Choc also argued that, through HMI Nickel, HudBay indirectly owns 98,2% of the shares of CGN, with the Guatemalan government holding the remainder, and that the Toronto-based parent company financed and supervised the Fenix security forces at all material times.

Piercing the corporate veil is a legal term, where a court can in exceptional circumstances hold the directors or shareholders of a company accountable for the corporation’s actions.

“It is in the interests of justice to pierce the corporate veil and to impose liability for battery, wrongful imprisonment and wrongful death directly against the parent corporation, HudBay Minerals,” Choc said in her statement of claim.

Klippensteins lawyer Murray Klippenstein said there was “no chance” of Choc getting a fair trial in Guatemala, citing a United Nations Special Rapporteur that said in February 2009 there is “a general climate of impunity” in the country, with only four out of every 100 crimes ending up before the courts.

Asked to comment on this Vincic said: “Our experience in this case is different from the perspective expressed in your quote. This case is currently before the courts in Guatemala and investigations are ongoing. From the outset, CGN has cooperated fully with the Guatemalan authorities and we intend to continue doing so until the investigations conclude.”

“To say that Angelica can participate in the Guatemala case is offering a flimflam excuse, because the Guatemala justice system is so dysfunctional,” said Klippenstein, who made headlines last year as one of the lawyers leading a C$45-million class action against the Toronto Police Services Board and the Attorney General of Canada for the arrest of protestors at the Group of Twenty summit in Toronto.

Vincic said: “It should also be noted that Angelica Choc has been participating actively in these court proceedings and investigations in Guatemala.”

“The Canadian legal system allows for the creation of artificial foreign-based subsidiaries and traditionally doesn’t hold the parent accountable for their actions. That all too easily becomes a strategy for avoiding accountability where the actual control resides with the parent,” said Klippenstein.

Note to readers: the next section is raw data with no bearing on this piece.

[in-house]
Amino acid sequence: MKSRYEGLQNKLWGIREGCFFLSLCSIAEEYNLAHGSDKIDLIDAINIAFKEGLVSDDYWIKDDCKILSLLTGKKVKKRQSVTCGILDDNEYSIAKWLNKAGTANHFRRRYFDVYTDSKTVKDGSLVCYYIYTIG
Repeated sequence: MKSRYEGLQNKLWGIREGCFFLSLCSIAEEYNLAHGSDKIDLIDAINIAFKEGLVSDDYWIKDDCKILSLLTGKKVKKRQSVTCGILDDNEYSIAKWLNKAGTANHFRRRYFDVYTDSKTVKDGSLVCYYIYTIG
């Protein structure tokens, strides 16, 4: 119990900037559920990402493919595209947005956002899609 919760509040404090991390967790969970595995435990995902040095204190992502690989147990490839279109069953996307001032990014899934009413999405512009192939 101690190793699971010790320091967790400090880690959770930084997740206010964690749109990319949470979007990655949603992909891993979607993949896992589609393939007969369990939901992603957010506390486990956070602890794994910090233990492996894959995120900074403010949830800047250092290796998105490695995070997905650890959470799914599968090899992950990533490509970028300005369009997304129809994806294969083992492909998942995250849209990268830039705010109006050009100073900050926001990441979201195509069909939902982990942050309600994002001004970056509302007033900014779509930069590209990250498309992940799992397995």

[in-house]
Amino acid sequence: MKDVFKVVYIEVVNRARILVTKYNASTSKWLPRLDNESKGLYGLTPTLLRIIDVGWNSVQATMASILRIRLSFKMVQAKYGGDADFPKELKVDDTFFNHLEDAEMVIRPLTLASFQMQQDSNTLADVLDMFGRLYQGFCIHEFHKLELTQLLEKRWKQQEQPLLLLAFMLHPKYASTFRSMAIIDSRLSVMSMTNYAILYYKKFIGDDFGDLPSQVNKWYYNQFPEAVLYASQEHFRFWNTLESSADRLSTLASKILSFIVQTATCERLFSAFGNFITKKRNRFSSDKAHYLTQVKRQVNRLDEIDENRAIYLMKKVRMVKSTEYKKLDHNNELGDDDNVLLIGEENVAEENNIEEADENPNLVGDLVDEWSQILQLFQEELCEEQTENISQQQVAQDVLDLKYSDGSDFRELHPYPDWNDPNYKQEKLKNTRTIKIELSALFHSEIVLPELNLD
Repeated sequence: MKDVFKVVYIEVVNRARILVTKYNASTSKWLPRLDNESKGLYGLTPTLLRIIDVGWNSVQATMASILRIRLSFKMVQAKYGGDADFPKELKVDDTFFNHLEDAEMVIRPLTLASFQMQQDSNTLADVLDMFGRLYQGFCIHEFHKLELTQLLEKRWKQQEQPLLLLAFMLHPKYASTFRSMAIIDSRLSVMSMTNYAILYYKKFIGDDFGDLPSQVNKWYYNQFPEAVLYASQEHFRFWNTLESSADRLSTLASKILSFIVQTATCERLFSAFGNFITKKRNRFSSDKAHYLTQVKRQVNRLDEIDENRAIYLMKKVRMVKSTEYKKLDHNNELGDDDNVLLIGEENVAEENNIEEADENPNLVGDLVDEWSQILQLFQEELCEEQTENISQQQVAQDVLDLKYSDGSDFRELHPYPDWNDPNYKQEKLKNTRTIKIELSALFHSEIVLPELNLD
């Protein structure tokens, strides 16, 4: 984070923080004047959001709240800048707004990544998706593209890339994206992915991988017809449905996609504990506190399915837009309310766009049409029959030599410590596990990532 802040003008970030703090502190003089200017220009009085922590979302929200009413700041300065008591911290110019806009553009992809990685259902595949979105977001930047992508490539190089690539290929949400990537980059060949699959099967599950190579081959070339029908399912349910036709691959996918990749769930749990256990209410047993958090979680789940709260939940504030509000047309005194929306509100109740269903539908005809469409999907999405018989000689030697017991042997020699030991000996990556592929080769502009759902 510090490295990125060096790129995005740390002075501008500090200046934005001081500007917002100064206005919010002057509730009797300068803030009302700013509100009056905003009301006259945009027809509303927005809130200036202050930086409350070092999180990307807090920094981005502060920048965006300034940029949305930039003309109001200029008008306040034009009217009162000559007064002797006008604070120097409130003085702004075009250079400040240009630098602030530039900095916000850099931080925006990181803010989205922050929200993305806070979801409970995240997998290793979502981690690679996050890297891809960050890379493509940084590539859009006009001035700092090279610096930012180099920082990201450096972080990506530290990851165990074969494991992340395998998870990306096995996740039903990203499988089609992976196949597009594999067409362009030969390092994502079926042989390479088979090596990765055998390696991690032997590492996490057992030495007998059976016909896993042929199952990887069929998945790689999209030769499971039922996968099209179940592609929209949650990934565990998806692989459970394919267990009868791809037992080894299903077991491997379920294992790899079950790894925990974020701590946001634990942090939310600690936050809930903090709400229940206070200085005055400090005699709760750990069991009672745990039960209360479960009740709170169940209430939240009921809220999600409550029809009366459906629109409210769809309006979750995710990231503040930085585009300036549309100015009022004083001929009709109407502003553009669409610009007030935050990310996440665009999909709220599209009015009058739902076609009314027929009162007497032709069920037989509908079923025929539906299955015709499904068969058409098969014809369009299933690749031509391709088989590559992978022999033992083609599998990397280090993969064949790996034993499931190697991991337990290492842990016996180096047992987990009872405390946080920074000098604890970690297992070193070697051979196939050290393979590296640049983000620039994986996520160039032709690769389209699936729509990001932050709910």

Human rights group Rights Action claimed earlier this month that Canadian mining companies are not held accountable for their actions in other countries.

Last year, Canadian lawmakers voted against proposed legislation that would block access to government funds for companies found guilty of human rights abuses.

Industry organisations such as the Prospectors and Developers Association of Canada and the Mining Association of Canada fiercely opposed Bill C-300, which they argued would open the way for parties to make “vexatious” claims against resource companies.

The proposed legislation was defeated in a vote of 140 to 134 in the Canadian House of Commons in October.

National Democratic Party Member of Parliament Peter Julian has been trying to muster support for his Bill C-354, based on the US Alien Tort Claims Statute, which would allow foreign citizens to sue Canadian companies for human rights or environmental violations.


The Fenix operation, on care and maintenance since 1980, is the subject of a feasibility study, which HudBay said last year it aimed to publish along with its financial results, scheduled for March 10.

HudBay had estimated Fenix, which it acquired with Skye resources in 2008, would cost $1-billion to build.

The operation has been on care and maintenance since 2008.

“The updated feasibility study for the Fenix project is substantially complete, and we have not made a decision on when the study will be released publicly,” Vincic said on Friday.